The personality of any well-designed organization naturally morphs over time. There are lots of reasons for this; in the case of the OpenFabrics Alliance (OFA) some of the key ones might be:
- Growing adoption of RDMA by the computing community and what that means to the OFA
- New or emerging fabrics
- Galloping advances in technology
- New usage models for computing systems
Recognizing that change is the status quo, the OFA Board has undertaken a review of our mission with an eye toward answering two deceptively simple questions: What should the Alliance look like and how should it behave in the years to come? What more can we do as an Alliance to add more value to the community of network developers and consumers?
Answering these questions requires a real dialog with Alliance members and with the broader networking community. To open that dialog, we’ve set aside some time at the upcoming Workshop for a Town Hall discussion. We’ll start by framing the question during Susan Coulter’s ‘State of the Alliance’ talk on Tuesday and continue it at the Town Hall discussion on Thursday.
Now comes the request; it is for you to do a bit of homework before the Workshop. The success of the Town Hall depends on a lively dialog, but that won’t happen unless we all spend a little time beforehand reflecting on the topic. You can begin by asking yourself a few leading questions such as, “Strategically, why is the OFA important to my organization?” Or, “What value does my organization get from the Alliance?” Or even more importantly, “What value are we not receiving today?”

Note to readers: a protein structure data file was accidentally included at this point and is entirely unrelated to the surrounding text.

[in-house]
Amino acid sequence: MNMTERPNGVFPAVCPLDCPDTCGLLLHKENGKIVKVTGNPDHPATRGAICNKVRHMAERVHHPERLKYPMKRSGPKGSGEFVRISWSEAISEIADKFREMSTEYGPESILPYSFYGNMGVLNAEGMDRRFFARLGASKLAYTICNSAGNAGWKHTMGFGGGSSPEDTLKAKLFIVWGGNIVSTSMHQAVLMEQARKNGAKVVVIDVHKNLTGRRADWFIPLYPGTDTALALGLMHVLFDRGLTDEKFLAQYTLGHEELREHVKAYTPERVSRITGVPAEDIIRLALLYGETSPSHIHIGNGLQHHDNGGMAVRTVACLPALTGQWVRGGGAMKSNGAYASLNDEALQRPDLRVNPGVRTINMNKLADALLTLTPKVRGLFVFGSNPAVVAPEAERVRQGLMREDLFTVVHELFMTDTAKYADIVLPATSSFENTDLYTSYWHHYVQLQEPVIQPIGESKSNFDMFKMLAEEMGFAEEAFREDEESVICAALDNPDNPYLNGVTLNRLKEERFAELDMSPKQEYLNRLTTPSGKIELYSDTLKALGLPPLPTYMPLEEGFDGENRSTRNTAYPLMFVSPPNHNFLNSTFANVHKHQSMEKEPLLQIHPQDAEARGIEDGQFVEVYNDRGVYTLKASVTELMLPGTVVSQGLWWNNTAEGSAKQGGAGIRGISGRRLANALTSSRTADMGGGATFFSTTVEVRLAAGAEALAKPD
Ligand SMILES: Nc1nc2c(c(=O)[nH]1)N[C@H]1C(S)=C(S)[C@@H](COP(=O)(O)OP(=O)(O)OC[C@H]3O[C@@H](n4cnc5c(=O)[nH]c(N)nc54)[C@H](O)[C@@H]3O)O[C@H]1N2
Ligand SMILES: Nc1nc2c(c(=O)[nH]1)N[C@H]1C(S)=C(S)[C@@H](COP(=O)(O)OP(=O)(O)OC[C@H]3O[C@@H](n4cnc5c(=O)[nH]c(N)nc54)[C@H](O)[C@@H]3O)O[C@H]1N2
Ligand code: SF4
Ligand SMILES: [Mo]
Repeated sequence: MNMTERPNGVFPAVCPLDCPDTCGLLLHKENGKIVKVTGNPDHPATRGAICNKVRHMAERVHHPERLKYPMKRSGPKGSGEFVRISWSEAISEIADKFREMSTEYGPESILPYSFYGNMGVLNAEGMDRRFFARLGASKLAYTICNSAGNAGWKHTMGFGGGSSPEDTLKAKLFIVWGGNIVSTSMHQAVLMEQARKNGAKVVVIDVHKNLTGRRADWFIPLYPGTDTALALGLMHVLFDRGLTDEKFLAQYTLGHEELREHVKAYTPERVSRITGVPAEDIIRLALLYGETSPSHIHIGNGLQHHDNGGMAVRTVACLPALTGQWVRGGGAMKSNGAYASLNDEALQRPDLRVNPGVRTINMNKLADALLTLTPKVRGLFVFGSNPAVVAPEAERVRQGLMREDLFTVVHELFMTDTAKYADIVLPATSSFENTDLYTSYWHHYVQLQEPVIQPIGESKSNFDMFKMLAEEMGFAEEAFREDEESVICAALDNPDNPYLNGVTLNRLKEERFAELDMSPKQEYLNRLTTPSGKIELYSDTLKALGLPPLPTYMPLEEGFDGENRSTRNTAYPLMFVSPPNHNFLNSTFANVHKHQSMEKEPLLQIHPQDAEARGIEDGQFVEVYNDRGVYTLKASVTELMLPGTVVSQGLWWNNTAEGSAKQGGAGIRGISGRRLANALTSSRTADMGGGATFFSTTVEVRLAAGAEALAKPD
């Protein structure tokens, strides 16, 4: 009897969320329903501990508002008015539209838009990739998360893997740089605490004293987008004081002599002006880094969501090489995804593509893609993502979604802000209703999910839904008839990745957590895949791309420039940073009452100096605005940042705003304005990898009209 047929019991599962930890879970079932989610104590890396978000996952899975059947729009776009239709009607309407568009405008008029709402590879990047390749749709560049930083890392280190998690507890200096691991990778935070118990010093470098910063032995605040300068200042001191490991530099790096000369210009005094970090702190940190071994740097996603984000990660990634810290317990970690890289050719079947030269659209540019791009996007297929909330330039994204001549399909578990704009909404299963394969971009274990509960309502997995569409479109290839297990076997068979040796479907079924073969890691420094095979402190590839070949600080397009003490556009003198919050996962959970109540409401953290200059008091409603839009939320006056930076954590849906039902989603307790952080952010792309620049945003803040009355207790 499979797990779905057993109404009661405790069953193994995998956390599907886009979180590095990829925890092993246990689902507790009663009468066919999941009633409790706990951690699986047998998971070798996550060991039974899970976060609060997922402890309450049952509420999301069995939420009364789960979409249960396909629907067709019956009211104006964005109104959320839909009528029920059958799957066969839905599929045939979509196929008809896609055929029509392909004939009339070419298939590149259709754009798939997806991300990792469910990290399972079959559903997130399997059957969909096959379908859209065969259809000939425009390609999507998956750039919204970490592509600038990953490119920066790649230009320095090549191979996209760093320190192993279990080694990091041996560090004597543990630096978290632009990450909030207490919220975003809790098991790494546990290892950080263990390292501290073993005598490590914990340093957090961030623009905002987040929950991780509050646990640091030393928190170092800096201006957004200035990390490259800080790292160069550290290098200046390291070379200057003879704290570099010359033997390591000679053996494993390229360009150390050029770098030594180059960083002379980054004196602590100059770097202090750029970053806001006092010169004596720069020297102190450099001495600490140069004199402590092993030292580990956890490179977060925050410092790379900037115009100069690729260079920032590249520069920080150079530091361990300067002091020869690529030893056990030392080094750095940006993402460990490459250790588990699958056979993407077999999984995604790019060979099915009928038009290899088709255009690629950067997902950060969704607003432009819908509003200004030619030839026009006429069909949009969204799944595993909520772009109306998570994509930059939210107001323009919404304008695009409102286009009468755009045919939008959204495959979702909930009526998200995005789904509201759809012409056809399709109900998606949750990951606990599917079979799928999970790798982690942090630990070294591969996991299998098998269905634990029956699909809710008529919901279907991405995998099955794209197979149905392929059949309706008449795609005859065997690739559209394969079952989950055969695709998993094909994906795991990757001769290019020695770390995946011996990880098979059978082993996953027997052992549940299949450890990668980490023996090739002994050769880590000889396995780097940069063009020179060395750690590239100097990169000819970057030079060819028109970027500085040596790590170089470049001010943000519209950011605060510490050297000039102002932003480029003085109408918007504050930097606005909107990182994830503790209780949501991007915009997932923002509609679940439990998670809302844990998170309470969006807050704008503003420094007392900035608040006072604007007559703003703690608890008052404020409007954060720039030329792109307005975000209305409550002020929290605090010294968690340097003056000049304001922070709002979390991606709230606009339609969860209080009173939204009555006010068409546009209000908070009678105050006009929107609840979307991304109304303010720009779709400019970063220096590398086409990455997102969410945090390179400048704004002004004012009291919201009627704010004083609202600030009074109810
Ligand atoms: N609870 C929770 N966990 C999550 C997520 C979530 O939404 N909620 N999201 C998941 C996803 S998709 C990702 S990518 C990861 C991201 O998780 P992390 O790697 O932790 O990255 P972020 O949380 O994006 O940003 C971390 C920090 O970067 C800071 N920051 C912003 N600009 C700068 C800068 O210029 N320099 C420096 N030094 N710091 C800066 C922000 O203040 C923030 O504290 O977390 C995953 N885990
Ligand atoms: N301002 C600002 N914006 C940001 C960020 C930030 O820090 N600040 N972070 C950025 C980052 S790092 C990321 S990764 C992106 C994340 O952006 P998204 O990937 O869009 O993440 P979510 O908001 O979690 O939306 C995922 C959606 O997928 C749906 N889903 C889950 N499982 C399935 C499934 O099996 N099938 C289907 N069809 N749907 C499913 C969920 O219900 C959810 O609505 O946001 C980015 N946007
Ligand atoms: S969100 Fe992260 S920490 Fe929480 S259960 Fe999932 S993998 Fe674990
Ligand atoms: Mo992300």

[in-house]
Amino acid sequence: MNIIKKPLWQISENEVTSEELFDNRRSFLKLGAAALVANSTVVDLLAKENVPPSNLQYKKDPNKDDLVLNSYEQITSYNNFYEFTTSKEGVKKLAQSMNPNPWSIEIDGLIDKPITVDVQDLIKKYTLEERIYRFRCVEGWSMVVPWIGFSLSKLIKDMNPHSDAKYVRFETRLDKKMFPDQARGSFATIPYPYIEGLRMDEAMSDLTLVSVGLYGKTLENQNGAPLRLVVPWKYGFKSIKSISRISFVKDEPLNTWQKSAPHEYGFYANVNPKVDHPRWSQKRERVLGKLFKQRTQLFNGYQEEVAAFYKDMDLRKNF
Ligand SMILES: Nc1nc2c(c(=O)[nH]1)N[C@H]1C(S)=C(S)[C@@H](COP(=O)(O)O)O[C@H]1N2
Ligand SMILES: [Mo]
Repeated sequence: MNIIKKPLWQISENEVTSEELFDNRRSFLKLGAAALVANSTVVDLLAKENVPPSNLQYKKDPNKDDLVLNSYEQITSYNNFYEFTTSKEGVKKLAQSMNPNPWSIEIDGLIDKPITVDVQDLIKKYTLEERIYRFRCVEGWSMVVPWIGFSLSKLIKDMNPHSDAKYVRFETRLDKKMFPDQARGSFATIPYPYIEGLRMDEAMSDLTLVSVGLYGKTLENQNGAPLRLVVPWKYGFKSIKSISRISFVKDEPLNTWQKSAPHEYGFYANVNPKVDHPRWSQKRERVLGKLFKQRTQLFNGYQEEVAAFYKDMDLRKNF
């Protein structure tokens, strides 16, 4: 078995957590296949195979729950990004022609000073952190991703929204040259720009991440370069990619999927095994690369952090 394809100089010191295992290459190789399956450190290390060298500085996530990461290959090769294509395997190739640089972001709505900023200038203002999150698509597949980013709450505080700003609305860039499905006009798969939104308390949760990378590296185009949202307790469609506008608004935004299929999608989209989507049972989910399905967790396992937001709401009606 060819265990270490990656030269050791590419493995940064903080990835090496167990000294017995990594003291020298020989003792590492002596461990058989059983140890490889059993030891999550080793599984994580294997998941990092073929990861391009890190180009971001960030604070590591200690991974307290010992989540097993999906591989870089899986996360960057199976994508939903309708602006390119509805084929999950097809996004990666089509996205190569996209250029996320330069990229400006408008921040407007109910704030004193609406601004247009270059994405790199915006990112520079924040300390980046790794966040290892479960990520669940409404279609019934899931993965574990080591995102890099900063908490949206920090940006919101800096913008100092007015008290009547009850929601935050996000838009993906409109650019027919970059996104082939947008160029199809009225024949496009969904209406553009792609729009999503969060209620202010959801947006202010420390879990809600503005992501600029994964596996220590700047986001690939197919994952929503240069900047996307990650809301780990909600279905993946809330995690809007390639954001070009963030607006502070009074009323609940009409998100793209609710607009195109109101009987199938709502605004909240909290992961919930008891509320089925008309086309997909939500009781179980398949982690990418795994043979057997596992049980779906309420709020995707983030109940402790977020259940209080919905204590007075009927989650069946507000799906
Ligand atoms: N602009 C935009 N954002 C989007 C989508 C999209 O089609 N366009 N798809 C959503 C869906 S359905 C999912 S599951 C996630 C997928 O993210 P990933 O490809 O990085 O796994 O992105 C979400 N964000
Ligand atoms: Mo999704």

Obviously, in addressing these questions, no organization should reveal its strategic secrets. But with a moment’s reflection, and keeping in mind the goal of building a better, stronger Alliance, I’ll bet there are ways to share your insights, and even more importantly, your vision for the OpenFabrics Alliance going into the future. The key word here is ‘Alliance’.
Since not everybody has a clear view of the Alliance today, we’ll start on Tuesday with a kind of a framework to describe the OFA of today. Hopefully this will serve as a jumping off point to a lively conversation about the OFA of tomorrow.
I hope you’re planning to attend the workshop. If you do, please come prepared to be an active participant in shaping the OFA’s future so it continues to meet the needs of the networking community. If you can’t make it to the workshop, please reach out to either me, or our Chair, Susan Coulter, to express your views directly. There’s always room for more ideas.
OpenFabrics Alliance Vice Chair
The OpenFabrics Alliance (OFA) Workshop is now just over four weeks away, and plans are proceeding at a rapid pace. The Technical Program Committee has received a large number of session proposals to be presented at the workshop, with quite a few more proposals than available slots. It’s now the committee’s unenviable task to choose the best sessions from among an excellent field in order to meet the needs of workshop participants.
Notice that I used the word ‘participants’, instead of a more generic word like ‘attendees’, or ‘audience’. That’s because the workshop, by design, is intended to be just what its name implies – a workshop that engages everyone present in the creative act of pushing forward the development of network technologies to enable current and future generation computing systems.
Without exception, the proposals received this year were uniformly high in quality. We received proposals in all 12 topic areas including subjects on current deployments of RDMA in today’s systems, developments in network APIs, and new and advanced network technologies. As always, the OFA is focused on building and maintaining the state of the art in network technology while pushing forward into the next generation and the proposals received reflect that underlying goal.